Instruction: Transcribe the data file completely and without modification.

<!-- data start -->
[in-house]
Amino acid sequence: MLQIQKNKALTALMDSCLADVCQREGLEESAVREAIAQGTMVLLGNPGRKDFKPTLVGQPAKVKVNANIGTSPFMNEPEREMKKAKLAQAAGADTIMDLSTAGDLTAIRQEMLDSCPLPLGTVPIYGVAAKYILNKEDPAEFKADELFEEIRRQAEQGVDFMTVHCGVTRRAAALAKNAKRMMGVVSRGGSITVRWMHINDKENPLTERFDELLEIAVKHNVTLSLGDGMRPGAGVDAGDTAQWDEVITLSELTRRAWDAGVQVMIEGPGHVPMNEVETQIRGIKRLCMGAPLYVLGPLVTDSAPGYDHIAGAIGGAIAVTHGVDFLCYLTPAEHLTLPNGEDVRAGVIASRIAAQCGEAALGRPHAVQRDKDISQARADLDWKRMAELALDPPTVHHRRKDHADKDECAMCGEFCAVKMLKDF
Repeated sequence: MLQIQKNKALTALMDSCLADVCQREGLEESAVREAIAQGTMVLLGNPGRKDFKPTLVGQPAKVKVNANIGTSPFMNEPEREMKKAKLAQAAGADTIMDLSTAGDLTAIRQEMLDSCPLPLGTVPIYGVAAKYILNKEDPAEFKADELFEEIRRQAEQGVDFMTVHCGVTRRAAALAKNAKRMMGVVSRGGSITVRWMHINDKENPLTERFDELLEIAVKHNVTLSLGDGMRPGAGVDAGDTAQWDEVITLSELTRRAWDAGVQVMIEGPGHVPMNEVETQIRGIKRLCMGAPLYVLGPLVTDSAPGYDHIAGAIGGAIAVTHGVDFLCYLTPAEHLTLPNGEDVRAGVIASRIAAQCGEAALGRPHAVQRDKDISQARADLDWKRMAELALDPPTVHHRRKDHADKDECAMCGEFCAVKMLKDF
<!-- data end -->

[in-house]
Amino acid sequence: MLQIQKNKALTALMDSCLADVCQREGLEESAVREAIAQGTMVLLGNPGRKDFKPTLVGQPAKVKVNANIGTSPFMNEPEREMKKAKLAQAAGADTIMDLSTAGDLTAIRQEMLDSCPLPLGTVPIYGVAAKYILNKEDPAEFKADELFEEIRRQAEQGVDFMTVHCGVTRRAAALAKNAKRMMGVVSRGGSITVRWMHINDKENPLTERFDELLEIAVKHNVTLSLGDGMRPGAGVDAGDTAQWDEVITLSELTRRAWDAGVQVMIEGPGHVPMNEVETQIRGIKRLCMGAPLYVLGPLVTDSAPGYDHIAGAIGGAIAVTHGVDFLCYLTPAEHLTLPNGEDVRAGVIASRIAAQCGEAALGRPHAVQRDKDISQARADLDWKRMAELALDPPTVHHRRKDHADKDECAMCGEFCAVKMLKDF
Repeated sequence: MLQIQKNKALTALMDSCLADVCQREGLEESAVREAIAQGTMVLLGNPGRKDFKPTLVGQPAKVKVNANIGTSPFMNEPEREMKKAKLAQAAGADTIMDLSTAGDLTAIRQEMLDSCPLPLGTVPIYGVAAKYILNKEDPAEFKADELFEEIRRQAEQGVDFMTVHCGVTRRAAALAKNAKRMMGVVSRGGSITVRWMHINDKENPLTERFDELLEIAVKHNVTLSLGDGMRPGAGVDAGDTAQWDEVITLSELTRRAWDAGVQVMIEGPGHVPMNEVETQIRGIKRLCMGAPLYVLGPLVTDSAPGYDHIAGAIGGAIAVTHGVDFLCYLTPAEHLTLPNGEDVRAGVIASRIAAQCGEAALGRPHAVQRDKDISQARADLDWKRMAELALDPPTVHHRRKDHADKDECAMCGEFCAVKMLKDF